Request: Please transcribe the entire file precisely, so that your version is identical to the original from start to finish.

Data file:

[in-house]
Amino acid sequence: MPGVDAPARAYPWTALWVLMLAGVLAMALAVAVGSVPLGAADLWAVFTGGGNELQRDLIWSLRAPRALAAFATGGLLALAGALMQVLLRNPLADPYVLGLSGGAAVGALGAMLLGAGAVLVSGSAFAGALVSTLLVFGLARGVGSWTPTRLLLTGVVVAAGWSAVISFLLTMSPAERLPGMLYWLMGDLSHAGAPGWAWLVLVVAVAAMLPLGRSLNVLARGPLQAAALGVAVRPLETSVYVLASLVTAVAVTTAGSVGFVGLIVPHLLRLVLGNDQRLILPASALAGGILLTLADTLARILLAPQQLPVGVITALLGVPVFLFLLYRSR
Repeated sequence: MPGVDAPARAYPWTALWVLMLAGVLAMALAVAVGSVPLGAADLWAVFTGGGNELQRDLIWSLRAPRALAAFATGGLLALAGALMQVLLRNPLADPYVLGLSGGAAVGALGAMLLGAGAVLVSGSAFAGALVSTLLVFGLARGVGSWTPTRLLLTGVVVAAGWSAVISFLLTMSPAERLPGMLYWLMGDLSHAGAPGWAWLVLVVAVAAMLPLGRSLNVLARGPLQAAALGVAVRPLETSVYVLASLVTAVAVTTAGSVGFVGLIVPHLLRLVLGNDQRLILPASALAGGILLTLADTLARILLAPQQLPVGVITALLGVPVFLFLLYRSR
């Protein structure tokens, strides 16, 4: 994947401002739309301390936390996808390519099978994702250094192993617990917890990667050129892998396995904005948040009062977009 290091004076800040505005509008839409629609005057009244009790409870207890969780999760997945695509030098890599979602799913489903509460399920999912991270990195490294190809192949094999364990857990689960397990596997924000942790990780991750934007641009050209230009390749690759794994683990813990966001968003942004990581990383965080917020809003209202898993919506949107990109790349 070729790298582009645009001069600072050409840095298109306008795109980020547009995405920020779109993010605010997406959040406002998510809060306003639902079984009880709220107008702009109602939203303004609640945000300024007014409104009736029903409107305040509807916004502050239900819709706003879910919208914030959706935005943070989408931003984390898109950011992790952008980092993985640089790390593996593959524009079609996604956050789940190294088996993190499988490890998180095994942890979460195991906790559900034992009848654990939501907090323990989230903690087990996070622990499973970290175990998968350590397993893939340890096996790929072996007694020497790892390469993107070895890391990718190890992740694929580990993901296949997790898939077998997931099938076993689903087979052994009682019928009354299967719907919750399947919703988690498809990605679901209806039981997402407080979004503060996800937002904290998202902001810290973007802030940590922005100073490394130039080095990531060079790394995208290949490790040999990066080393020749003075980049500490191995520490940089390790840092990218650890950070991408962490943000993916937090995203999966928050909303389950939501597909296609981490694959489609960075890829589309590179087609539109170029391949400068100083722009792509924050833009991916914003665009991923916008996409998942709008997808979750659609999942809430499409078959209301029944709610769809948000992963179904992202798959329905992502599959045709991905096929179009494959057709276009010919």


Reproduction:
[in-house]
Amino acid sequence: MPGVDAPARAYPWTALWVLMLAGVLAMALAVAVGSVPLGAADLWAVFTGGGNELQRDLIWSLRAPRALAAFATGGLLALAGALMQVLLRNPLADPYVLGLSGGAAVGALGAMLLGAGAVLVSGSAFAGALVSTLLVFGLARGVGSWTPTRLLLTGVVVAAGWSAVISFLLTMSPAERLPGMLYWLMGDLSHAGAPGWAWLVLVVAVAAMLPLGRSLNVLARGPLQAAALGVAVRPLETSVYVLASLVTAVAVTTAGSVGFVGLIVPHLLRLVLGNDQRLILPASALAGGILLTLADTLARILLAPQQLPVGVITALLGVPVFLFLLYRSR
Repeated sequence: MPGVDAPARAYPWTALWVLMLAGVLAMALAVAVGSVPLGAADLWAVFTGGGNELQRDLIWSLRAPRALAAFATGGLLALAGALMQVLLRNPLADPYVLGLSGGAAVGALGAMLLGAGAVLVSGSAFAGALVSTLLVFGLARGVGSWTPTRLLLTGVVVAAGWSAVISFLLTMSPAERLPGMLYWLMGDLSHAGAPGWAWLVLVVAVAAMLPLGRSLNVLARGPLQAAALGVAVRPLETSVYVLASLVTAVAVTTAGSVGFVGLIVPHLLRLVLGNDQRLILPASALAGGILLTLADTLARILLAPQQLPVGVITALLGVPVFLFLLYRSR
């Protein structure tokens, strides 16, 4: 994947401002739309301390936390996808390519099978994702250094192993617990917890990667050129892998396995904005948040009062977009 290091004076800040505005509008839409629609005057009244009790409870207890969780999760997945695509030098890599979602799913489903509460399920999912991270990195490294190809192949094999364990857990689960397990596997924000942790990780991750934007641009050209230009390749690759794994683990813990966001968003942004990581990383965080917020809003209202898993919506949107990109790349 070729790298582009645009001069600072050409840095298109306008795109980020547009995405920020779109993010605010997406959040406002998510809060306003639902079984009880709220107008702009109602939203303004609640945000300024007014409104009736029903409107305040509807916004502050239900819709706003879910919208914030959706935005943070989408931003984390898109950011992790952008980092993985640089790390593996593959524009079609996604956050789940190294088996993190499988490890998180095994942890979460195991906790559900034992009848654990939501907090323990989230903690087990996070622990499973970290175990998968350590397993893939340890096996790929072996007694020497790892390469993107070895890391990718190890992740694929580990993901296949997790898939077998997931099938076993689903087979052994009682019928009354299967719907919750399947919703988690498809990605679901209806039981997402407080979004503060996800937002904290998202902001810290973007802030940590922005100073490394130039080095990531060079790394995208290949490790040999990066080393020749003075980049500490191995520490940089390790840092990218650890950070991408962490943000993916937090995203999966928050909303389950939501597909296609981490694959489609960075890829589309590179087609539109170029391949400068100083722009792509924050833009991916914003665009991923916008996409998942709008997808979750659609999942809430499409078959209301029944709610769809948000992963179904992202798959329905992502599959045709991905096929179009494959057709276009010919």